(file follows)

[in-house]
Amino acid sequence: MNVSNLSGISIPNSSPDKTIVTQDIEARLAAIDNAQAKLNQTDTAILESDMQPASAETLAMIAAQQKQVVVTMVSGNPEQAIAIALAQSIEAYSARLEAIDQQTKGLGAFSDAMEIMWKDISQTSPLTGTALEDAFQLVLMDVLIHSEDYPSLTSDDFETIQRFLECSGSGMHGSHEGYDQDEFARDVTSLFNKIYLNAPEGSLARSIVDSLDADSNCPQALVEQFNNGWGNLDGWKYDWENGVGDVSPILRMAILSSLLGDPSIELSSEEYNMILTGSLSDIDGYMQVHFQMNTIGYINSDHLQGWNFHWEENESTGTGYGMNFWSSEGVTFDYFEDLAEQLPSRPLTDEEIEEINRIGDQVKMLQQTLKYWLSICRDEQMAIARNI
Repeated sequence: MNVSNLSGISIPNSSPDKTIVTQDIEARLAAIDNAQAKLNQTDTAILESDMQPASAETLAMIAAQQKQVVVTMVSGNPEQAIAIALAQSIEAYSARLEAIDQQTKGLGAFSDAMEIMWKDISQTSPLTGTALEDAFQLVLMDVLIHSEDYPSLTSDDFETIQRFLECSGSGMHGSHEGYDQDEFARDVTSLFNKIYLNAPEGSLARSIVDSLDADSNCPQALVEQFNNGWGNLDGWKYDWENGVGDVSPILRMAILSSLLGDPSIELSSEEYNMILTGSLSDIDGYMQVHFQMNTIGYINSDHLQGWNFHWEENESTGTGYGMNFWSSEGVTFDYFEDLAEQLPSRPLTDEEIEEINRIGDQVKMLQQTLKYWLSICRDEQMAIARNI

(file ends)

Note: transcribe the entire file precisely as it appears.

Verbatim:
[in-house]
Amino acid sequence: MNVSNLSGISIPNSSPDKTIVTQDIEARLAAIDNAQAKLNQTDTAILESDMQPASAETLAMIAAQQKQVVVTMVSGNPEQAIAIALAQSIEAYSARLEAIDQQTKGLGAFSDAMEIMWKDISQTSPLTGTALEDAFQLVLMDVLIHSEDYPSLTSDDFETIQRFLECSGSGMHGSHEGYDQDEFARDVTSLFNKIYLNAPEGSLARSIVDSLDADSNCPQALVEQFNNGWGNLDGWKYDWENGVGDVSPILRMAILSSLLGDPSIELSSEEYNMILTGSLSDIDGYMQVHFQMNTIGYINSDHLQGWNFHWEENESTGTGYGMNFWSSEGVTFDYFEDLAEQLPSRPLTDEEIEEINRIGDQVKMLQQTLKYWLSICRDEQMAIARNI
Repeated sequence: MNVSNLSGISIPNSSPDKTIVTQDIEARLAAIDNAQAKLNQTDTAILESDMQPASAETLAMIAAQQKQVVVTMVSGNPEQAIAIALAQSIEAYSARLEAIDQQTKGLGAFSDAMEIMWKDISQTSPLTGTALEDAFQLVLMDVLIHSEDYPSLTSDDFETIQRFLECSGSGMHGSHEGYDQDEFARDVTSLFNKIYLNAPEGSLARSIVDSLDADSNCPQALVEQFNNGWGNLDGWKYDWENGVGDVSPILRMAILSSLLGDPSIELSSEEYNMILTGSLSDIDGYMQVHFQMNTIGYINSDHLQGWNFHWEENESTGTGYGMNFWSSEGVTFDYFEDLAEQLPSRPLTDEEIEEINRIGDQVKMLQQTLKYWLSICRDEQMAIARNI